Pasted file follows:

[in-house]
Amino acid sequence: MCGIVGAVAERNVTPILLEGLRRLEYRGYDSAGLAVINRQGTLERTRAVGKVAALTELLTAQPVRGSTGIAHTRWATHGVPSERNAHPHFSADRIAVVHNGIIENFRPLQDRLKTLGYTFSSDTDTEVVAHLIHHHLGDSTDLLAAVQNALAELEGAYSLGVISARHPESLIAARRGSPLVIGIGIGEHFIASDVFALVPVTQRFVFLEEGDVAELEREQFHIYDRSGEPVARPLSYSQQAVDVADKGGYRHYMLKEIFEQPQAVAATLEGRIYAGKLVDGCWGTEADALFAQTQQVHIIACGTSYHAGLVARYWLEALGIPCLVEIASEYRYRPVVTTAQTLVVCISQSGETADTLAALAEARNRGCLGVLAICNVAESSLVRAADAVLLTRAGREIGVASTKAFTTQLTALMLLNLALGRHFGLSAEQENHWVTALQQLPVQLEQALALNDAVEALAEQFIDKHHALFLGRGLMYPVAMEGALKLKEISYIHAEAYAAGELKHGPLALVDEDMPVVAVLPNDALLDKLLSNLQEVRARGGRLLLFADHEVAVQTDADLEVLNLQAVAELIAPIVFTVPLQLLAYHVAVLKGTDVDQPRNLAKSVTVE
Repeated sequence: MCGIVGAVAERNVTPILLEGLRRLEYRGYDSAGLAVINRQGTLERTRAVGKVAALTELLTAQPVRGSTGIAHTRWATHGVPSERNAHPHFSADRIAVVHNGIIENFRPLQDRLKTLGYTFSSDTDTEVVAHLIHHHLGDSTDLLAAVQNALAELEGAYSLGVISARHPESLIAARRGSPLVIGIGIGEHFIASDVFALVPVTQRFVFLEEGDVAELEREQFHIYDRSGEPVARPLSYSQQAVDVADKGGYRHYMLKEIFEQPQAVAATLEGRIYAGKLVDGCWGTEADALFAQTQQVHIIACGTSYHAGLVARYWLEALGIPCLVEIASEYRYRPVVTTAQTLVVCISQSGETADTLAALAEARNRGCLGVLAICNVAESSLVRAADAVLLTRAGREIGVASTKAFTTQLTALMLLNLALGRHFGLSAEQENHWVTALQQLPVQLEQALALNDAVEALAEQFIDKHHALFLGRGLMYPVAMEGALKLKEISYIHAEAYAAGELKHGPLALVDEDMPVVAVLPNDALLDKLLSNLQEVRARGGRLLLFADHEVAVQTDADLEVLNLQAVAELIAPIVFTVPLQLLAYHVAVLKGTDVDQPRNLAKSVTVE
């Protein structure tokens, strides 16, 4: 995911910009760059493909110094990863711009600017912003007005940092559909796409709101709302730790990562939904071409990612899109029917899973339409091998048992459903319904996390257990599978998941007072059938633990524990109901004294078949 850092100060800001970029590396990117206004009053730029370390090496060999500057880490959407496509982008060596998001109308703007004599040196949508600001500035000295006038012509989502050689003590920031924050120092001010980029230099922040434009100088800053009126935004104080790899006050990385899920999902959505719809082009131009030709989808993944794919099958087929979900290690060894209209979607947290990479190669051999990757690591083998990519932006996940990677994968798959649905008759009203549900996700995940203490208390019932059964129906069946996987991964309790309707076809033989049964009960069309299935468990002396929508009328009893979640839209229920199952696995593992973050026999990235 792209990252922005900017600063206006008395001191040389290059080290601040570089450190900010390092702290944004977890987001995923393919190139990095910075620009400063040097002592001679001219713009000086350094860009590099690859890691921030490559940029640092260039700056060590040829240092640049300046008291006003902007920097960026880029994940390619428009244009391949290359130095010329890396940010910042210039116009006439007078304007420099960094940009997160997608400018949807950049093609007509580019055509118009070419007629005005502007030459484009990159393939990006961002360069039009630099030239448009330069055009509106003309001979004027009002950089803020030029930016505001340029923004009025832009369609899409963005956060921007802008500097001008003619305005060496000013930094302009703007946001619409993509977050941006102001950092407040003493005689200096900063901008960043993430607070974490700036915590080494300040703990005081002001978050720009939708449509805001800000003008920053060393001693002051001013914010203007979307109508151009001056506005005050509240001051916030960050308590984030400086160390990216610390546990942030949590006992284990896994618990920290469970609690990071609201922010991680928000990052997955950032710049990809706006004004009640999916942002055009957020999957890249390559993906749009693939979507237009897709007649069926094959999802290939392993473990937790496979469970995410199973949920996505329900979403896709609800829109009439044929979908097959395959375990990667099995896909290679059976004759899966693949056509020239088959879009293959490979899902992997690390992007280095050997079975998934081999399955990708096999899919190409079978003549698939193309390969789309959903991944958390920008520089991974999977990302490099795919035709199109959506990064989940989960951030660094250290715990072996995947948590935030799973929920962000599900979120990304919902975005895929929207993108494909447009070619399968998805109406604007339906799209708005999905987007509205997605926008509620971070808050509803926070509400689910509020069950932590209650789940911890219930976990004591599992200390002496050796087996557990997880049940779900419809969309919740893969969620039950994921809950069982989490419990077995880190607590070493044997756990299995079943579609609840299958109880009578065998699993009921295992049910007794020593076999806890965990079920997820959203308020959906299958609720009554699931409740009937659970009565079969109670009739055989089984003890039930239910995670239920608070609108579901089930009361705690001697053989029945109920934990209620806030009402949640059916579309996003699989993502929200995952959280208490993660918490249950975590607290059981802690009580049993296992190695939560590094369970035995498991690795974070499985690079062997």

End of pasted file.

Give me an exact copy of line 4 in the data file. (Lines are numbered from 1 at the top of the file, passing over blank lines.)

């Protein structure tokens, strides 16, 4: 995911910009760059493909110094990863711009600017912003007005940092559909796409709101709302730790990562939904071409990612899109029917899973339409091998048992459903319904996390257990599978998941007072059938633990524990109901004294078949 850092100060800001970029590396990117206004009053730029370390090496060999500057880490959407496509982008060596998001109308703007004599040196949508600001500035000295006038012509989502050689003590920031924050120092001010980029230099922040434009100088800053009126935004104080790899006050990385899920999902959505719809082009131009030709989808993944794919099958087929979900290690060894209209979607947290990479190669051999990757690591083998990519932006996940990677994968798959649905008759009203549900996700995940203490208390019932059964129906069946996987991964309790309707076809033989049964009960069309299935468990002396929508009328009893979640839209229920199952696995593992973050026999990235 792209990252922005900017600063206006008395001191040389290059080290601040570089450190900010390092702290944004977890987001995923393919190139990095910075620009400063040097002592001679001219713009000086350094860009590099690859890691921030490559940029640092260039700056060590040829240092640049300046008291006003902007920097960026880029994940390619428009244009391949290359130095010329890396940010910042210039116009006439007078304007420099960094940009997160997608400018949807950049093609007509580019055509118009070419007629005005502007030459484009990159393939990006961002360069039009630099030239448009330069055009509106003309001979004027009002950089803020030029930016505001340029923004009025832009369609899409963005956060921007802008500097001008003619305005060496000013930094302009703007946001619409993509977050941006102001950092407040003493005689200096900063901008960043993430607070974490700036915590080494300040703990005081002001978050720009939708449509805001800000003008920053060393001693002051001013914010203007979307109508151009001056506005005050509240001051916030960050308590984030400086160390990216610390546990942030949590006992284990896994618990920290469970609690990071609201922010991680928000990052997955950032710049990809706006004004009640999916942002055009957020999957890249390559993906749009693939979507237009897709007649069926094959999802290939392993473990937790496979469970995410199973949920996505329900979403896709609800829109009439044929979908097959395959375990990667099995896909290679059976004759899966693949056509020239088959879009293959490979899902992997690390992007280095050997079975998934081999399955990708096999899919190409079978003549698939193309390969789309959903991944958390920008520089991974999977990302490099795919035709199109959506990064989940989960951030660094250290715990072996995947948590935030799973929920962000599900979120990304919902975005895929929207993108494909447009070619399968998805109406604007339906799209708005999905987007509205997605926008509620971070808050509803926070509400689910509020069950932590209650789940911890219930976990004591599992200390002496050796087996557990997880049940779900419809969309919740893969969620039950994921809950069982989490419990077995880190607590070493044997756990299995079943579609609840299958109880009578065998699993009921295992049910007794020593076999806890965990079920997820959203308020959906299958609720009554699931409740009937659970009565079969109670009739055989089984003890039930239910995670239920608070609108579901089930009361705690001697053989029945109920934990209620806030009402949640059916579309996003699989993502929200995952959280208490993660918490249950975590607290059981802690009580049993296992190695939560590094369970035995498991690795974070499985690079062997």